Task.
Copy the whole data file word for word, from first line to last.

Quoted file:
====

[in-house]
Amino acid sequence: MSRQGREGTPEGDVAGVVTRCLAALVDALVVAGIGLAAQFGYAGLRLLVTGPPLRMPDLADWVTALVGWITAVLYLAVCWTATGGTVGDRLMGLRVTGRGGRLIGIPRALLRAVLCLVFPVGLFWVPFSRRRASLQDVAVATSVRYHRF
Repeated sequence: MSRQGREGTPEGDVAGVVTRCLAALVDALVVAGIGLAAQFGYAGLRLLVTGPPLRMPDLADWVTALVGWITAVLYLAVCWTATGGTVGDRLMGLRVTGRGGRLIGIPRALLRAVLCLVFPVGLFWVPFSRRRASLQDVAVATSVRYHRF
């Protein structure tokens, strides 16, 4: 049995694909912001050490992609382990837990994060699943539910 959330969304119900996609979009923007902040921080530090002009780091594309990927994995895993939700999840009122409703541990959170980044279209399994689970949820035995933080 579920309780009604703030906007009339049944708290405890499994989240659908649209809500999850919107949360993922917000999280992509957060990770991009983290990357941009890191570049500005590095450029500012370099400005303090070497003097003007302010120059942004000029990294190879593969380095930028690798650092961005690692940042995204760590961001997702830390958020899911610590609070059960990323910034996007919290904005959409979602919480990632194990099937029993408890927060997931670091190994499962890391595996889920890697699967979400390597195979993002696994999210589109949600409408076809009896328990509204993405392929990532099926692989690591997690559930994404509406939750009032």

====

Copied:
[in-house]
Amino acid sequence: MSRQGREGTPEGDVAGVVTRCLAALVDALVVAGIGLAAQFGYAGLRLLVTGPPLRMPDLADWVTALVGWITAVLYLAVCWTATGGTVGDRLMGLRVTGRGGRLIGIPRALLRAVLCLVFPVGLFWVPFSRRRASLQDVAVATSVRYHRF
Repeated sequence: MSRQGREGTPEGDVAGVVTRCLAALVDALVVAGIGLAAQFGYAGLRLLVTGPPLRMPDLADWVTALVGWITAVLYLAVCWTATGGTVGDRLMGLRVTGRGGRLIGIPRALLRAVLCLVFPVGLFWVPFSRRRASLQDVAVATSVRYHRF
């Protein structure tokens, strides 16, 4: 049995694909912001050490992609382990837990994060699943539910 959330969304119900996609979009923007902040921080530090002009780091594309990927994995895993939700999840009122409703541990959170980044279209399994689970949820035995933080 579920309780009604703030906007009339049944708290405890499994989240659908649209809500999850919107949360993922917000999280992509957060990770991009983290990357941009890191570049500005590095450029500012370099400005303090070497003097003007302010120059942004000029990294190879593969380095930028690798650092961005690692940042995204760590961001997702830390958020899911610590609070059960990323910034996007919290904005959409979602919480990632194990099937029993408890927060997931670091190994499962890391595996889920890697699967979400390597195979993002696994999210589109949600409408076809009896328990509204993405392929990532099926692989690591997690559930994404509406939750009032």